By Maureen Martin,
Over at the Inside Catholic blog, Margaret Cabaniss wrote a good post about flawed media coverage of Pope Benedict XVI’s upcoming visit to the United States. Like most people writing on the subject, I think there is a huge disconnect between what actually occurs within the Catholic Church and what the media is reporting. In addition, like Margaret, I would appreciate seeing someone else beside Fr. McBrien “representing” the Catholic Church.
Why do reporters get the story wrong so often and why do they rely on the same sources again and again?
There is a possible explanation. A number of years ago when I was studying communications, more than one journalism professor told us that reporters cover so many issues and topics, that what they can really know and understand about any given subject, you could basically put in a thimble. That isn't a knock against journalists; it's just the way it is. When you are assigned a story at 10 am, and have a 4 pm deadline, you need don't really have the time to always do the best research or track down the best sources. For the journalist, a lot of times it comes down to who answers the phone and who is willing and available to do the interview. Reporters need someone (an expert in the field, a PR person, etc.) to call and basically make himself available to help, over and over. Although there are people out there giving good, sound advice, most reporters probably won't have the time to go look for it. (Unless an assignment editor gets an itch to do a story on coverage of the coverage.)
So what can you change? You can change the individual perceptions that individual reporters, assignment editors, and news producers have of individual Catholic leaders. When a reporter meets and gets to know a Catholic priest, for better or for worse, he will think, “This priest is the Catholic Church.” The challenge then becomes for a reporter to get to know and develop a relationship with an articulate, personable orthodox priest, rather than an articulate, personable unorthodox one.
As someone who used to work in public relations for several years before she decided to take it easy and raise children, I have a few suggestions (not for reporters, but for Catholics.) The PR person who I considered my mentor used to make herself so useful and helpful to reporters that they were always calling her for quotes and to get quotes from others. She constantly worked at establishing friendships with reporters, so they trusted her and called her when they needed help with stories. She was one of the most ethical and hardworking people I have ever met. She was completely open and honest with reporters and they, in turn, respected her. A few of our orthodox and articulate priests out there are going to have to start putting themselves out there and establishing relationships with some of these managing editors, reporters and editorial boards and act as PR people for the Church. They need to take them out for lunch, for a beer (an advantage we have over Protestants), whatever, and start doing things like that *before* a story needs to be written or a big event takes place or a crisis arises. They need to call them up occasionally and pitch story ideas. They will probably reject 90 percent of them, but at least they will know who these orthodox priests are and that they are available to help (The reporters won't care so much that they are orthodox, but that are available and willing to help). They can guide them to other good sources,as well. Of course, people will say that priests don't have time, and they don't. However, people have more time to establish positive relationships with reporters before a crisis happens than to try to clean up the mess afterward. At some point, the reporters will start calling for help with various stories. A lot of the stories may be negative, but it would be far better to help a reporter with a negative story (and make whatever can't be perfect, be less imperfect...was that Chesterton or St. Thomas More?) than to just let him write it on his own. And never say, "No comment."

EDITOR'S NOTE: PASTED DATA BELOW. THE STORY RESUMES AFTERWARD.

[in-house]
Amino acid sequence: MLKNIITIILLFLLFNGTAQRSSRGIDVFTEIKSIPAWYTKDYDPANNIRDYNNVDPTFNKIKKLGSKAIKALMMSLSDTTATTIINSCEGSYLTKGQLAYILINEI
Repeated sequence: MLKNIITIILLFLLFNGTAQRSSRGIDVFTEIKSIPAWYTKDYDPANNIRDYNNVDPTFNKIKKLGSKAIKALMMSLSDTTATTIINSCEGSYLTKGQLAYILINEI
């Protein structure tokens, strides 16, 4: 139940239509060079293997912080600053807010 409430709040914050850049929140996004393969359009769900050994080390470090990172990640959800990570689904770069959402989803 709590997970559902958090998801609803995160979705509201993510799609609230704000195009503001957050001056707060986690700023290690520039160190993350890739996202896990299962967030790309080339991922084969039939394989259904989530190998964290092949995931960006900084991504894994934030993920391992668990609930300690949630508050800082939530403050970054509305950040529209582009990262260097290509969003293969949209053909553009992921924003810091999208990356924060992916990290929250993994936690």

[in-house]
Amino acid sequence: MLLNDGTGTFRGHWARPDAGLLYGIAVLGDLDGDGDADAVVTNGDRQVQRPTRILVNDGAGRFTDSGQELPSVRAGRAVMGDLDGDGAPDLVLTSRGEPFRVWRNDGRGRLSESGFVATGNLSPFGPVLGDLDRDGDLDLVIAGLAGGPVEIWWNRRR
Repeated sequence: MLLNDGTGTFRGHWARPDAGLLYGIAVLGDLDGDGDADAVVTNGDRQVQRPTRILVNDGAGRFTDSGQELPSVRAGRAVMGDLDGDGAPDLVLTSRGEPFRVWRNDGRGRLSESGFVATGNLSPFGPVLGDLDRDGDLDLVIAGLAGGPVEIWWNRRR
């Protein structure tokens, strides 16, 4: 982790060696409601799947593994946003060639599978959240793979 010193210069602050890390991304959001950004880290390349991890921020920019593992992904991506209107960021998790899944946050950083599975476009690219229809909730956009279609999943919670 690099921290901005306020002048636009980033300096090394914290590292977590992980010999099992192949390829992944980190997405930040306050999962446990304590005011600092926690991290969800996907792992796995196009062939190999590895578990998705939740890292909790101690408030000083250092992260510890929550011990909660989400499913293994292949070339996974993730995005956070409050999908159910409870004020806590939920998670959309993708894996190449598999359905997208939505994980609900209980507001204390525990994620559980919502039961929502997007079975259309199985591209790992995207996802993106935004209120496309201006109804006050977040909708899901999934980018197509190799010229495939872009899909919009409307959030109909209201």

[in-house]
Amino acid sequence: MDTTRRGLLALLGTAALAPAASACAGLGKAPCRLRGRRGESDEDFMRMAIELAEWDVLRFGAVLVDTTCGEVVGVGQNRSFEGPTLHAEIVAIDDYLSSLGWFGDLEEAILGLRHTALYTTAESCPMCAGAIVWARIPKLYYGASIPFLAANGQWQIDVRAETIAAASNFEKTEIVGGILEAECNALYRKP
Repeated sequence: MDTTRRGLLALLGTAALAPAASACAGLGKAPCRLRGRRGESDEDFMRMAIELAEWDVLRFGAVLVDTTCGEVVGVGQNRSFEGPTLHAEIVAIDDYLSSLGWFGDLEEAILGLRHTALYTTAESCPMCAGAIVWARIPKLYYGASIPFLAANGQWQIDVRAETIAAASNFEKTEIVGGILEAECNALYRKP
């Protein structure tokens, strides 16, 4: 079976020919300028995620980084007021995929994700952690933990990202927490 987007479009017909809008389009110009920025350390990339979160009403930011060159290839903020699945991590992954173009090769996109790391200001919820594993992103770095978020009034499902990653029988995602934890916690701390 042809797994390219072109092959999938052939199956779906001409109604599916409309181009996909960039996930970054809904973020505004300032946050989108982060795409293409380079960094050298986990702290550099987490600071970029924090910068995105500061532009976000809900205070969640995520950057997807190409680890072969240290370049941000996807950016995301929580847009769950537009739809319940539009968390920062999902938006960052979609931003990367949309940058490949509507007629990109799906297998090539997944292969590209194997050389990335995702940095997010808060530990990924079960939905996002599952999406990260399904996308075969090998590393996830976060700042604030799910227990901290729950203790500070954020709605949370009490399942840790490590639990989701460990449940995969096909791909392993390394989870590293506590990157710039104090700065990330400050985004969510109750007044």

As a public relations professional told a group of us once, “Reporters are human. They send their kids to school, they pay bills and taxes, and they worry about the future, just like you. Relate to them like they are human beings.” Along the same lines, no one likes to hear about what a lousy job they are doing, 24/7. This seems to be a trap in which conservatives, particularly conservative bloggers and radio pundits, find themselves. Before I worked in public relations, I worked for a newspaper. Trust me, newspaper editors, reporters and publishers receive a lot more criticisms than they do attaboys. If you want to see more fair coverage, start praising writers when they get something right. It will be much more effective. Frankly, the onus is on us, as Catholics, to present our Church and its teachings in an accurate manner, and more difficult than anything, that involves living out those truths in our daily lives.